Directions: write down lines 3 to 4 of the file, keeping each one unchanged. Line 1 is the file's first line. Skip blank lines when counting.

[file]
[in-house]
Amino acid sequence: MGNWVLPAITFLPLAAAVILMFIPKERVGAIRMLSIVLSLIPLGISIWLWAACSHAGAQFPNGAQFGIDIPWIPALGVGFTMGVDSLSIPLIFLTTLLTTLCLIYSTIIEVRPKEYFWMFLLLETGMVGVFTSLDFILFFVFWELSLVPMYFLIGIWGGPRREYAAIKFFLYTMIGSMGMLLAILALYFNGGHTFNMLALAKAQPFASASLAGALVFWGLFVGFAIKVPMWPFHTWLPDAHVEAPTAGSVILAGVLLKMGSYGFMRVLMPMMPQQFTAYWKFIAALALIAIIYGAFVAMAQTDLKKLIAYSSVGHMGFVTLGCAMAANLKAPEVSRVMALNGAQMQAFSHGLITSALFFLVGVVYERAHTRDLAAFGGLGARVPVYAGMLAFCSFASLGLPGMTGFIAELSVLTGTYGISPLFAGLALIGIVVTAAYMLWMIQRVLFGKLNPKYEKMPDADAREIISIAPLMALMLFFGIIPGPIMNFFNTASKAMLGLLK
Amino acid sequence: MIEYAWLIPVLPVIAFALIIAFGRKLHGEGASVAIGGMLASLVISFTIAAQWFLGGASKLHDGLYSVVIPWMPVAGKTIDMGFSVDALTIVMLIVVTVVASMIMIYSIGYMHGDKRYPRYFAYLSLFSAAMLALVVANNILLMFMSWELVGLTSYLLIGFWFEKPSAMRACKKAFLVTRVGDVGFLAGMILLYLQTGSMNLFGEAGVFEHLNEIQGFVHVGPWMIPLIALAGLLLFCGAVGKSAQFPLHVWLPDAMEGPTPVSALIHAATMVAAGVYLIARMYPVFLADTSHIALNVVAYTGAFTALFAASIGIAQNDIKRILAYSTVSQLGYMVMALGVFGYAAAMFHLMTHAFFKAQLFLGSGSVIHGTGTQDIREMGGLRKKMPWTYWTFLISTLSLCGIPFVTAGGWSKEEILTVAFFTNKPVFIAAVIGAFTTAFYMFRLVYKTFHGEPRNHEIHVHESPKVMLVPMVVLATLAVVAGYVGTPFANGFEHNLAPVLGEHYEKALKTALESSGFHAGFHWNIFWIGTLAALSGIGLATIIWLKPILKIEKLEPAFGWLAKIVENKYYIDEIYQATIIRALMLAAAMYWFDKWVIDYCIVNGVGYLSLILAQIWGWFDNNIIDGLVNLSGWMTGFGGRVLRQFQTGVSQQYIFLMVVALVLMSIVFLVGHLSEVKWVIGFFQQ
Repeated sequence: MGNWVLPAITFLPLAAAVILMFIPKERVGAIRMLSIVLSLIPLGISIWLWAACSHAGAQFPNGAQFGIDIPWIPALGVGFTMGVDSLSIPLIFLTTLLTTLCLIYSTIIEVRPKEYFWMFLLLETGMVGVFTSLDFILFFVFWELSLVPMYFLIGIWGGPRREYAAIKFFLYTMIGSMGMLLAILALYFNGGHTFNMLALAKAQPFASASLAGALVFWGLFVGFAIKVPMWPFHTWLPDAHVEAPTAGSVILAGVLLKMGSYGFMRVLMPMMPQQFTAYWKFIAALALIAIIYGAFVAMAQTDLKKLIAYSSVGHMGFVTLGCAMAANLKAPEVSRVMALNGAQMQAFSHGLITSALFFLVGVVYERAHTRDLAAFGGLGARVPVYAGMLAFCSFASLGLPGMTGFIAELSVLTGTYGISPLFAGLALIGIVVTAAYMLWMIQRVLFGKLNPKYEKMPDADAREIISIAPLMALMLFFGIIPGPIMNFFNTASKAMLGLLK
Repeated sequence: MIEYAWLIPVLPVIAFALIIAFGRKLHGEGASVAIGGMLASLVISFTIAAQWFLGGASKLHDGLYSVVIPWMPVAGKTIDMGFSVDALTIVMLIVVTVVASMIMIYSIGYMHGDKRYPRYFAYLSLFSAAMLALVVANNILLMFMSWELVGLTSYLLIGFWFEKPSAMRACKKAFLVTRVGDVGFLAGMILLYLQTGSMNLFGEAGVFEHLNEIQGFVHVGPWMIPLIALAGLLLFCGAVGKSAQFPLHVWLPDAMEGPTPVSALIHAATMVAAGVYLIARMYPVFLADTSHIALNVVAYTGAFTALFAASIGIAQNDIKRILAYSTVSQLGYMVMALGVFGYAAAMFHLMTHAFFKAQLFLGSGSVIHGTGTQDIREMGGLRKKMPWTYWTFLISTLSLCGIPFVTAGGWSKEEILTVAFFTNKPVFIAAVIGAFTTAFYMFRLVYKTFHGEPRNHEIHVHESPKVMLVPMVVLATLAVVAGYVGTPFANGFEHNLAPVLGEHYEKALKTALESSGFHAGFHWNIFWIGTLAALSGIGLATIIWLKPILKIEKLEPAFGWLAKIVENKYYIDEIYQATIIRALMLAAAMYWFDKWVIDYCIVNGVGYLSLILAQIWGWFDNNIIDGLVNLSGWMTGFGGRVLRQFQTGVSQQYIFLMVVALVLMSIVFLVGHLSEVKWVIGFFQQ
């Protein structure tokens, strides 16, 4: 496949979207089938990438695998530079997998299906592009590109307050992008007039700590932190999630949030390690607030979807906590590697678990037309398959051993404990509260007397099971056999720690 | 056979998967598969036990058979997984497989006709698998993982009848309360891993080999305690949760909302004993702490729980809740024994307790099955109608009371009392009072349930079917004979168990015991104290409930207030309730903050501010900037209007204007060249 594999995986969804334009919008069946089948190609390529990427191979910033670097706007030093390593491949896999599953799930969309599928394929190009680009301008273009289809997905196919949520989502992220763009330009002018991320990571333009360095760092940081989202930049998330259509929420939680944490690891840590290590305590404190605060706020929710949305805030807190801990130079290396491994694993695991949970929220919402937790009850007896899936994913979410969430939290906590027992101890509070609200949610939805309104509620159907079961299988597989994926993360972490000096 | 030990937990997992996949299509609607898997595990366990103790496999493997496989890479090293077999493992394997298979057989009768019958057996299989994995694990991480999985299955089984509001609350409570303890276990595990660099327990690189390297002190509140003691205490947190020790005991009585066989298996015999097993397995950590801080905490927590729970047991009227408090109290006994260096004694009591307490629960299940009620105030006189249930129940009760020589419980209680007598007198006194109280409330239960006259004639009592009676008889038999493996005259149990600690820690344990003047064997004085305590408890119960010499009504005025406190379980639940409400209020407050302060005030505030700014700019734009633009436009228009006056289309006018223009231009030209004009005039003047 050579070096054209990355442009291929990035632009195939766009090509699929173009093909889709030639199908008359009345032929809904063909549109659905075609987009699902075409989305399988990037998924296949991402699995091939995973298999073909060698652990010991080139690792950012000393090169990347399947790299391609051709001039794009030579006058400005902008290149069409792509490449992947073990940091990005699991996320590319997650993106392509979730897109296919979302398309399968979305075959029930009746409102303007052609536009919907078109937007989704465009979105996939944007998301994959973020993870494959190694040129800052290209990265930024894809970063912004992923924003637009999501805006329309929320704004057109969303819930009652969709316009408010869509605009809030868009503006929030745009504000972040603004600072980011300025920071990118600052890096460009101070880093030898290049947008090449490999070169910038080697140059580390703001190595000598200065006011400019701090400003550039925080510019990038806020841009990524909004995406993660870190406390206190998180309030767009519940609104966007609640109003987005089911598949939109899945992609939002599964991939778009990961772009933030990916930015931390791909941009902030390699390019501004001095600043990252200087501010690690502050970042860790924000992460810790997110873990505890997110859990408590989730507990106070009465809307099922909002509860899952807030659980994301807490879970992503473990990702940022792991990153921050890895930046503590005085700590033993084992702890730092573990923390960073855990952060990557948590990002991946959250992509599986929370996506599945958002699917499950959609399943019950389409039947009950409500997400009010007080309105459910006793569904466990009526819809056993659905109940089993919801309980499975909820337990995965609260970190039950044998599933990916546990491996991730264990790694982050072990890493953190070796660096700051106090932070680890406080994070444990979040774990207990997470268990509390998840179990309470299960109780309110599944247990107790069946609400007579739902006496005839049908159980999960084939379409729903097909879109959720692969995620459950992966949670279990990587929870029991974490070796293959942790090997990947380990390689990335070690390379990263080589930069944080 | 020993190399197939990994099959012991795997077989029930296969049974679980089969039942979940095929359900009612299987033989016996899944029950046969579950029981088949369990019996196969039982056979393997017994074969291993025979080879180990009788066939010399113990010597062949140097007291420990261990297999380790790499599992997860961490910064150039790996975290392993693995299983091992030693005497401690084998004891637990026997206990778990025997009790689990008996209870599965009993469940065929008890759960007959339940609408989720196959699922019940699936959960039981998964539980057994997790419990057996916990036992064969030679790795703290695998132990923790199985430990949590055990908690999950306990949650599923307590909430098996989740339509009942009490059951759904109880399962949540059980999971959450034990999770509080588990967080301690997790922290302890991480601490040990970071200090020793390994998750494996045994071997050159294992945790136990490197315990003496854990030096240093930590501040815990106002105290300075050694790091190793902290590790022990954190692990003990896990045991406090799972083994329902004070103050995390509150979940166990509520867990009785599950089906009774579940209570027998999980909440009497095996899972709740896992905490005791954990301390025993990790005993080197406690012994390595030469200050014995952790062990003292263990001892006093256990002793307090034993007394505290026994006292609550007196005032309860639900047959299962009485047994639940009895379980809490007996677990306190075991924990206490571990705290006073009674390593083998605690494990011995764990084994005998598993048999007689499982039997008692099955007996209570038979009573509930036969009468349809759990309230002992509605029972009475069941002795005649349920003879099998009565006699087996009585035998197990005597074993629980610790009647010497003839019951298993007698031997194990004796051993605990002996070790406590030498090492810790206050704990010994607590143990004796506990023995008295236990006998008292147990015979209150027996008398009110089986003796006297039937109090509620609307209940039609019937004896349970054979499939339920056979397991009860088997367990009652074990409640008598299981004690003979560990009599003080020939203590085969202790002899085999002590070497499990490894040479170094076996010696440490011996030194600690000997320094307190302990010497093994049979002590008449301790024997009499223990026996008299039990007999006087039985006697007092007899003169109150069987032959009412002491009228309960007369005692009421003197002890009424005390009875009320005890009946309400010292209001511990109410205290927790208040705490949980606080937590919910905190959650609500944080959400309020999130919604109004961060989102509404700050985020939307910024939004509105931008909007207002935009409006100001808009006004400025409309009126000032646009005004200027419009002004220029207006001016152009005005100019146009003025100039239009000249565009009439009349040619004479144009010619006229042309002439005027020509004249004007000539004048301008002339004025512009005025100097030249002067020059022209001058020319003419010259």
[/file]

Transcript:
Amino acid sequence: MIEYAWLIPVLPVIAFALIIAFGRKLHGEGASVAIGGMLASLVISFTIAAQWFLGGASKLHDGLYSVVIPWMPVAGKTIDMGFSVDALTIVMLIVVTVVASMIMIYSIGYMHGDKRYPRYFAYLSLFSAAMLALVVANNILLMFMSWELVGLTSYLLIGFWFEKPSAMRACKKAFLVTRVGDVGFLAGMILLYLQTGSMNLFGEAGVFEHLNEIQGFVHVGPWMIPLIALAGLLLFCGAVGKSAQFPLHVWLPDAMEGPTPVSALIHAATMVAAGVYLIARMYPVFLADTSHIALNVVAYTGAFTALFAASIGIAQNDIKRILAYSTVSQLGYMVMALGVFGYAAAMFHLMTHAFFKAQLFLGSGSVIHGTGTQDIREMGGLRKKMPWTYWTFLISTLSLCGIPFVTAGGWSKEEILTVAFFTNKPVFIAAVIGAFTTAFYMFRLVYKTFHGEPRNHEIHVHESPKVMLVPMVVLATLAVVAGYVGTPFANGFEHNLAPVLGEHYEKALKTALESSGFHAGFHWNIFWIGTLAALSGIGLATIIWLKPILKIEKLEPAFGWLAKIVENKYYIDEIYQATIIRALMLAAAMYWFDKWVIDYCIVNGVGYLSLILAQIWGWFDNNIIDGLVNLSGWMTGFGGRVLRQFQTGVSQQYIFLMVVALVLMSIVFLVGHLSEVKWVIGFFQQ
Repeated sequence: MGNWVLPAITFLPLAAAVILMFIPKERVGAIRMLSIVLSLIPLGISIWLWAACSHAGAQFPNGAQFGIDIPWIPALGVGFTMGVDSLSIPLIFLTTLLTTLCLIYSTIIEVRPKEYFWMFLLLETGMVGVFTSLDFILFFVFWELSLVPMYFLIGIWGGPRREYAAIKFFLYTMIGSMGMLLAILALYFNGGHTFNMLALAKAQPFASASLAGALVFWGLFVGFAIKVPMWPFHTWLPDAHVEAPTAGSVILAGVLLKMGSYGFMRVLMPMMPQQFTAYWKFIAALALIAIIYGAFVAMAQTDLKKLIAYSSVGHMGFVTLGCAMAANLKAPEVSRVMALNGAQMQAFSHGLITSALFFLVGVVYERAHTRDLAAFGGLGARVPVYAGMLAFCSFASLGLPGMTGFIAELSVLTGTYGISPLFAGLALIGIVVTAAYMLWMIQRVLFGKLNPKYEKMPDADAREIISIAPLMALMLFFGIIPGPIMNFFNTASKAMLGLLK